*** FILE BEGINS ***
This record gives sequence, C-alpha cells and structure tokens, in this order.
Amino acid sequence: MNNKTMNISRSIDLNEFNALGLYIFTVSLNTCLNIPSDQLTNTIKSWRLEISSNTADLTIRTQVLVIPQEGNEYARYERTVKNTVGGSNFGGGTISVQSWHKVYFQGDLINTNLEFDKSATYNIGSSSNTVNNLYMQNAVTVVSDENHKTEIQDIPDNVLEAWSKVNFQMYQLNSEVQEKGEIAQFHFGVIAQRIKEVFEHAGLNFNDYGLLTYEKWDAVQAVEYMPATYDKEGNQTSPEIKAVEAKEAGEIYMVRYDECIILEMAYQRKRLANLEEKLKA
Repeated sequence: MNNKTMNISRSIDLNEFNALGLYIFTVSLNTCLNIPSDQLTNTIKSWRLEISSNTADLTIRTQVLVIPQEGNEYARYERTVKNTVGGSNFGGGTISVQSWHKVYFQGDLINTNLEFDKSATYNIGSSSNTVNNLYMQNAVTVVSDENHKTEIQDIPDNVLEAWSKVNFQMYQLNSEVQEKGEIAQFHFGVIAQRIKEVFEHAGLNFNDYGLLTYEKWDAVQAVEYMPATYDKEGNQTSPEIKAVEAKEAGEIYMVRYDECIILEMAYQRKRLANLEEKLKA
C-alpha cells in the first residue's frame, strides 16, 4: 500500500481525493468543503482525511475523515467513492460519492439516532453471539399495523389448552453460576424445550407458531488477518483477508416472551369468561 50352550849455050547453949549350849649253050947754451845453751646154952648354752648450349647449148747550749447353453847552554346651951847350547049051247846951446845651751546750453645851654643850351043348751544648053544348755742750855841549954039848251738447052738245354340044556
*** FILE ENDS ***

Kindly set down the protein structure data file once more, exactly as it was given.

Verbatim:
This record gives sequence, C-alpha cells and structure tokens, in this order.
Amino acid sequence: MNNKTMNISRSIDLNEFNALGLYIFTVSLNTCLNIPSDQLTNTIKSWRLEISSNTADLTIRTQVLVIPQEGNEYARYERTVKNTVGGSNFGGGTISVQSWHKVYFQGDLINTNLEFDKSATYNIGSSSNTVNNLYMQNAVTVVSDENHKTEIQDIPDNVLEAWSKVNFQMYQLNSEVQEKGEIAQFHFGVIAQRIKEVFEHAGLNFNDYGLLTYEKWDAVQAVEYMPATYDKEGNQTSPEIKAVEAKEAGEIYMVRYDECIILEMAYQRKRLANLEEKLKA
Repeated sequence: MNNKTMNISRSIDLNEFNALGLYIFTVSLNTCLNIPSDQLTNTIKSWRLEISSNTADLTIRTQVLVIPQEGNEYARYERTVKNTVGGSNFGGGTISVQSWHKVYFQGDLINTNLEFDKSATYNIGSSSNTVNNLYMQNAVTVVSDENHKTEIQDIPDNVLEAWSKVNFQMYQLNSEVQEKGEIAQFHFGVIAQRIKEVFEHAGLNFNDYGLLTYEKWDAVQAVEYMPATYDKEGNQTSPEIKAVEAKEAGEIYMVRYDECIILEMAYQRKRLANLEEKLKA
C-alpha cells in the first residue's frame, strides 16, 4: 500500500481525493468543503482525511475523515467513492460519492439516532453471539399495523389448552453460576424445550407458531488477518483477508416472551369468561 50352550849455050547453949549350849649253050947754451845453751646154952648354752648450349647449148747550749447353453847552554346651951847350547049051247846951446845651751546750453645851654643850351043348751544648053544348755742750855841549954039848251738447052738245354340044556